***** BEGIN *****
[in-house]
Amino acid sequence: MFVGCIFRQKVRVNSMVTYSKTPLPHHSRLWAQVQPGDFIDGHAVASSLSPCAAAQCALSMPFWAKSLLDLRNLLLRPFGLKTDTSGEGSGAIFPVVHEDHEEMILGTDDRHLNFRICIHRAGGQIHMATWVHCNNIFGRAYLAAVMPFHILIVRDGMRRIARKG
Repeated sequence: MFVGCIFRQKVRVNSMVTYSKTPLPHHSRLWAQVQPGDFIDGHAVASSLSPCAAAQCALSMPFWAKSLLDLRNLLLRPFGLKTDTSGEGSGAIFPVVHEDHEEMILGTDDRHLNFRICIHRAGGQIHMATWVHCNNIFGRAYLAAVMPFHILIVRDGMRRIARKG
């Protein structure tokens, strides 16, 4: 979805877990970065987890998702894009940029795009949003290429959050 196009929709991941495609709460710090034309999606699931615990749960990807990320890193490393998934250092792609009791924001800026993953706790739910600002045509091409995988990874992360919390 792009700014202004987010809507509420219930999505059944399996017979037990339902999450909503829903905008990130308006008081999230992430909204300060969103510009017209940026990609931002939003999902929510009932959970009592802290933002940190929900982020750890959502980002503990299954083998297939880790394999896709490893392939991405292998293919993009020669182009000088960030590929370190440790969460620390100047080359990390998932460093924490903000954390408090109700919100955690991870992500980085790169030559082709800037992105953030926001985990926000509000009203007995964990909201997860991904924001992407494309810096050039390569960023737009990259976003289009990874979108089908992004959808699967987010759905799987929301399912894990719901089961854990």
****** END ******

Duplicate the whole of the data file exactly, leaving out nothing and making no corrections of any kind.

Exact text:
[in-house]
Amino acid sequence: MFVGCIFRQKVRVNSMVTYSKTPLPHHSRLWAQVQPGDFIDGHAVASSLSPCAAAQCALSMPFWAKSLLDLRNLLLRPFGLKTDTSGEGSGAIFPVVHEDHEEMILGTDDRHLNFRICIHRAGGQIHMATWVHCNNIFGRAYLAAVMPFHILIVRDGMRRIARKG
Repeated sequence: MFVGCIFRQKVRVNSMVTYSKTPLPHHSRLWAQVQPGDFIDGHAVASSLSPCAAAQCALSMPFWAKSLLDLRNLLLRPFGLKTDTSGEGSGAIFPVVHEDHEEMILGTDDRHLNFRICIHRAGGQIHMATWVHCNNIFGRAYLAAVMPFHILIVRDGMRRIARKG
């Protein structure tokens, strides 16, 4: 979805877990970065987890998702894009940029795009949003290429959050 196009929709991941495609709460710090034309999606699931615990749960990807990320890193490393998934250092792609009791924001800026993953706790739910600002045509091409995988990874992360919390 792009700014202004987010809507509420219930999505059944399996017979037990339902999450909503829903905008990130308006008081999230992430909204300060969103510009017209940026990609931002939003999902929510009932959970009592802290933002940190929900982020750890959502980002503990299954083998297939880790394999896709490893392939991405292998293919993009020669182009000088960030590929370190440790969460620390100047080359990390998932460093924490903000954390408090109700919100955690991870992500980085790169030559082709800037992105953030926001985990926000509000009203007995964990909201997860991904924001992407494309810096050039390569960023737009990259976003289009990874979108089908992004959808699967987010759905799987929301399912894990719901089961854990």